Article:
What leads to cultural intelligence?
The ability to interact effectively in multiple cultures is not a skill possessed by all; yet, it is becoming more important in today's global business world. Recently, this skill has been labeled cultural intelligence (CQ), and has caught the attention of business leaders and researchers alike. While previous studies have examined potential outcomes of cultural intelligence, possible antecedents are examined herein. This investigation generates some insight regarding the impact of cultural exposure on CQ, as well as developing an understanding of how the depth of cultural exposure influences a person's cultural intelligence. Findings indicate that certain types of exposures to other cultures (such as education abroad and employment abroad) and the level of exposure from these experiences increases cultural intelligence. These findings are critical for multinational firms as managers hire, promote, train, and prepare employees for international assignments. Additionally, some have discussed how cultural intelligence is a critical skill for global business leaders, and it seems likely that CQ will become increasingly important due to the rise of diversity in the workforce.
If you experience problems downloading a file, check if you have the proper application to view it first. In case of further problems read the IDEAS help page. Note that these files are not on the IDEAS site. Please be patient as the files may be large.
As the access to this document is restricted, you may want to look for a different version under "Related research" (further below) or search for a different version of it.
References listed on IDEAS
Please report citation or reference errors to , or , if you are the registered author of the cited work, log in to your RePEc Author Service profile, click on "citations" and make appropriate adjustments.:
- Meg G Birdseye & John S Hill, 1995. "Individual, Organizational/Work and Environmental Influences on Expatriate Turnover Tendencies: An Empirical Study," Journal of International Business Studies, Palgrave Macmillan, vol. 26(4), pages 787-813, December.
- James P Johnson & Tomasz Lenartowicz & Salvador Apud, 2006. "Cross-cultural competence in international business: toward a definition and a model," Journal of International Business Studies, Palgrave Macmillan, vol. 37(4), pages 525-543, July.
- Alon, Ilan & Higgins, James M., 2005. "Global leadership success through emotional and cultural intelligences," Business Horizons, Elsevier, vol. 48(6), pages 501-512.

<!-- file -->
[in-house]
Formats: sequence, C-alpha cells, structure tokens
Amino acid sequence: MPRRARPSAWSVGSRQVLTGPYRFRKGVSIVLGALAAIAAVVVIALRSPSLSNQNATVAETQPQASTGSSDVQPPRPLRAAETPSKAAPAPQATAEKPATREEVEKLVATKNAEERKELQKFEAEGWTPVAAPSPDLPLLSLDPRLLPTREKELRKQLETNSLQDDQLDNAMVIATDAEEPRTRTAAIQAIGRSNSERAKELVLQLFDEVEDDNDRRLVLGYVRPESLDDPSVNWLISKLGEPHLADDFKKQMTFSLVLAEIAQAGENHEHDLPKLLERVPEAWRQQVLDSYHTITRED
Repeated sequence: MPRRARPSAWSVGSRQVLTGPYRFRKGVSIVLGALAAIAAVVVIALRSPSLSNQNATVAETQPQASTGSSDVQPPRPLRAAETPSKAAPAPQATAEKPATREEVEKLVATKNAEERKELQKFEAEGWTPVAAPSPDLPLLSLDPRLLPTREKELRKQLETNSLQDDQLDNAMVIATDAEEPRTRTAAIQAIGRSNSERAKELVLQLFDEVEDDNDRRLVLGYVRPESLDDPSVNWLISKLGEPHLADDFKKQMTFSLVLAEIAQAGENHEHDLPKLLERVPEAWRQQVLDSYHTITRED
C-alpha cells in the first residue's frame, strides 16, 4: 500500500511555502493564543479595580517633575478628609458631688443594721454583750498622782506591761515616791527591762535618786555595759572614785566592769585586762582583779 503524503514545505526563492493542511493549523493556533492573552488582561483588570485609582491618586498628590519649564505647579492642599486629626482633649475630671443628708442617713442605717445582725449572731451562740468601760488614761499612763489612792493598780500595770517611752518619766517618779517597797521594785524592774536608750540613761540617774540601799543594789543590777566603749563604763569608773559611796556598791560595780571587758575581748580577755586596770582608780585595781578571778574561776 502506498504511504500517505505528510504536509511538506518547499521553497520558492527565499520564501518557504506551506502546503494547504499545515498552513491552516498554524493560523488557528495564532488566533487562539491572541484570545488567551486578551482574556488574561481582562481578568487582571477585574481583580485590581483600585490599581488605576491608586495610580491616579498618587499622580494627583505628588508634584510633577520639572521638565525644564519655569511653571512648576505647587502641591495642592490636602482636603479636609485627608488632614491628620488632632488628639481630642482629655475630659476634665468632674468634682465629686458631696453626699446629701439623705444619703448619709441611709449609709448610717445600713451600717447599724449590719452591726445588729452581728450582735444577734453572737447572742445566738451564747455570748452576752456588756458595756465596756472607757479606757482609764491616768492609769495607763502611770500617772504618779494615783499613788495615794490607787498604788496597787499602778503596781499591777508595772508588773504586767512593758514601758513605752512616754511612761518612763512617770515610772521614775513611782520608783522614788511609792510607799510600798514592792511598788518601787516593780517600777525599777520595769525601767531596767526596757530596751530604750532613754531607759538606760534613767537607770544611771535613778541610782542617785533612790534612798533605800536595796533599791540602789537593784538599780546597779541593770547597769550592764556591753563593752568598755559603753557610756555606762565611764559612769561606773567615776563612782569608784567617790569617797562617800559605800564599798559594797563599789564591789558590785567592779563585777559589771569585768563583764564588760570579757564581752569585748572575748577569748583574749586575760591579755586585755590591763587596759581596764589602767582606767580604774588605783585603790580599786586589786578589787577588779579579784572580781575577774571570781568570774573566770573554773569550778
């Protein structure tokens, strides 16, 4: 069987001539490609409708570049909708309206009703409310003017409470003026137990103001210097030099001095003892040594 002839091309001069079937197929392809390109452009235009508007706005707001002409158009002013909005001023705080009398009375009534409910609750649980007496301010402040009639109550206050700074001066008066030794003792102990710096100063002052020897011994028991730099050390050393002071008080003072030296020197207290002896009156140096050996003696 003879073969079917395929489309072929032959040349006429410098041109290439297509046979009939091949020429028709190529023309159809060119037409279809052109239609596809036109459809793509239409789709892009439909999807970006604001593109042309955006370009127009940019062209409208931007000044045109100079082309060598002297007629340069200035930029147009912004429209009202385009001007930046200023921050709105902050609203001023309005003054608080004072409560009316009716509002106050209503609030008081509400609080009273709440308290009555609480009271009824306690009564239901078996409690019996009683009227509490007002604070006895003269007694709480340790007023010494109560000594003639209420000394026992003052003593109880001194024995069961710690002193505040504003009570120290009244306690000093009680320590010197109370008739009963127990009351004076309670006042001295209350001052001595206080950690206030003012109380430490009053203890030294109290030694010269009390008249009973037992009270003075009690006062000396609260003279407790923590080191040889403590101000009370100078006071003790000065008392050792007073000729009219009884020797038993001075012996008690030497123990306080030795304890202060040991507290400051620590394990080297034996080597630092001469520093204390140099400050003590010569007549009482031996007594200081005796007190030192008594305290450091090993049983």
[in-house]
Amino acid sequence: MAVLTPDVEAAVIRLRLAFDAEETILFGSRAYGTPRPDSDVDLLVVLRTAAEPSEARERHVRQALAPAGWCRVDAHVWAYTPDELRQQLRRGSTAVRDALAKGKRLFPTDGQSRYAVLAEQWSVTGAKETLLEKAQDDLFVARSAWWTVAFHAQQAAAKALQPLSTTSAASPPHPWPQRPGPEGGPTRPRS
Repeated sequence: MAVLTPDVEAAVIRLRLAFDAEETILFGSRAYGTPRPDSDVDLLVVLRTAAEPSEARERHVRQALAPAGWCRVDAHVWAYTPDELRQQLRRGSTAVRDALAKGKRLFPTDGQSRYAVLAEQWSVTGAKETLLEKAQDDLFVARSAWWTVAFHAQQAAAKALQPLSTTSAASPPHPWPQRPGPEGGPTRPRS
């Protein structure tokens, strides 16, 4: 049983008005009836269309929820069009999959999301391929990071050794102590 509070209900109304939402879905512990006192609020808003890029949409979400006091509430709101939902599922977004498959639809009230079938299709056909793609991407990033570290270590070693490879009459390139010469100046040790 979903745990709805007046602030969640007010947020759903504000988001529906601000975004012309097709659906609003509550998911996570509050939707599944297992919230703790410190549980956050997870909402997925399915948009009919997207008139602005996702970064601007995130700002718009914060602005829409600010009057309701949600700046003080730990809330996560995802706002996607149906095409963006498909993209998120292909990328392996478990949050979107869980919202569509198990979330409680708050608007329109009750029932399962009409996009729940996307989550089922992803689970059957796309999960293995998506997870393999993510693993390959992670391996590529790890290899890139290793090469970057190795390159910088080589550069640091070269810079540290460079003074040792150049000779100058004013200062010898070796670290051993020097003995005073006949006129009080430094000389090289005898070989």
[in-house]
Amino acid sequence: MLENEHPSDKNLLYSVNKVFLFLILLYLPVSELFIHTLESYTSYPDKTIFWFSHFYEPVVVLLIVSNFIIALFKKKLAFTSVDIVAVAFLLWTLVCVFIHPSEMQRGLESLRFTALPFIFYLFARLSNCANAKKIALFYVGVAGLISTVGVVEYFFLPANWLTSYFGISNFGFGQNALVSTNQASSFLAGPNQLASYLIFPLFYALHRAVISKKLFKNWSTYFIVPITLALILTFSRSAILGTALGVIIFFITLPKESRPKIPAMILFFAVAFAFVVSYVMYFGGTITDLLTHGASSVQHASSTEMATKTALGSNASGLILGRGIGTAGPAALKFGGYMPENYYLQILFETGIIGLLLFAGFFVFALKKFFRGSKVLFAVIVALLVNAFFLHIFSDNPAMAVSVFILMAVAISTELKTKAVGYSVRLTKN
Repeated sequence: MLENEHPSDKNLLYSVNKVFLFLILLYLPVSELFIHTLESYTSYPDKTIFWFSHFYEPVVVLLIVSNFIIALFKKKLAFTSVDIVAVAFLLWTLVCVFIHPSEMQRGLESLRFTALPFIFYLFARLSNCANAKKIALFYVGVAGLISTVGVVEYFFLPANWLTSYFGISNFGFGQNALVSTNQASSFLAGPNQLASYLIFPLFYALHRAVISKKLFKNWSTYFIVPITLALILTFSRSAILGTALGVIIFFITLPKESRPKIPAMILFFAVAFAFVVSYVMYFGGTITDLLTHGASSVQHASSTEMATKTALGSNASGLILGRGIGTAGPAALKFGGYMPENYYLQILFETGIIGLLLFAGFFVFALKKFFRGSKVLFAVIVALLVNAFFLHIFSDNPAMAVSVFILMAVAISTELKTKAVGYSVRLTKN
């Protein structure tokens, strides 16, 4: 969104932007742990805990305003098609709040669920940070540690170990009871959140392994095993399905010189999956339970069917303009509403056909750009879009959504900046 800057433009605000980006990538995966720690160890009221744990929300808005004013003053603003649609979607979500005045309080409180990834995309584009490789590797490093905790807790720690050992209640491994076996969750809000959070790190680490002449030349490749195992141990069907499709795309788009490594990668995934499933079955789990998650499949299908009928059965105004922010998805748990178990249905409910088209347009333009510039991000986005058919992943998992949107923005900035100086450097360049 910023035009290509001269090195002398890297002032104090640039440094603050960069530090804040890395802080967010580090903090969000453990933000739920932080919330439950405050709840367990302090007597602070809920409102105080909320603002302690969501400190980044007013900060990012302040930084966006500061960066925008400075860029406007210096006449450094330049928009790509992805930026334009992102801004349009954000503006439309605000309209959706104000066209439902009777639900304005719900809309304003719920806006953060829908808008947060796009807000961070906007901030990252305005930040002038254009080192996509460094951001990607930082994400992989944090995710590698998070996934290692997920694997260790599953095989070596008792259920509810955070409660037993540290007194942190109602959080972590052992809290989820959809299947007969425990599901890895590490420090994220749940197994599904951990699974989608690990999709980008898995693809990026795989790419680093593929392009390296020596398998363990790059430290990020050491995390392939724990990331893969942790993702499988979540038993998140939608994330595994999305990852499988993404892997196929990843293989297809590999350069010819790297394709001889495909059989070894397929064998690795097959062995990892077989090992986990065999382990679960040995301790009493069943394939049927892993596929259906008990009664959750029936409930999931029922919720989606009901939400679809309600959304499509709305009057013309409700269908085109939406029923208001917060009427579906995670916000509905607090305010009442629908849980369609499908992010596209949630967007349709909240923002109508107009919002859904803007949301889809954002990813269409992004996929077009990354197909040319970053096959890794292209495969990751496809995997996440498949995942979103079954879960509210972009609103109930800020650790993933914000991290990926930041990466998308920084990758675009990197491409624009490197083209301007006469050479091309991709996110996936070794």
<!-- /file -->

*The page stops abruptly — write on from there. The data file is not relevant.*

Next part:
- Baruch, Yehuda, 2002. "No such thing as a global manager," Business Horizons, Elsevier, vol. 45(1), pages 36-42.
- Inkson, Kerr & Arthur, Michael B. & Pringle, Judith & Barry, Sean, 1997. "Expatriate assignment versus overseas experience: Contrasting models of international human resource development," Journal of World Business, Elsevier, vol. 32(4), pages 351-368, January.
- Lazarova, Mila & Caligiuri, Paula, 2001. "Retaining repatriates: the role of organizational support practices," Journal of World Business, Elsevier, vol. 36(4), pages 389-401, January.
When requesting a correction, please mention this item's handle: RePEc:eee:bushor:v:51:y:2008:i:5:p:391-399. See general information about how to correct material in RePEc.
For technical questions regarding this item, or to correct its authors, title, abstract, bibliographic or download information, contact: (Zhang, Lei)
If you have authored this item and are not yet registered with RePEc, we encourage you to do it here. This allows to link your profile to this item. It also allows you to accept potential citations to this item that we are uncertain about.
If references are entirely missing, you can add them using this form.
If the full references list an item that is present in RePEc, but the system did not link to it, you can help with this form.
If you know of missing items citing this one, you can help us creating those links by adding the relevant references in the same way as above, for each refering item. If you are a registered author of this item, you may also want to check the "citations" tab in your profile, as there may be some citations waiting for confirmation.
Please note that corrections may take a couple of weeks to filter through the various RePEc services.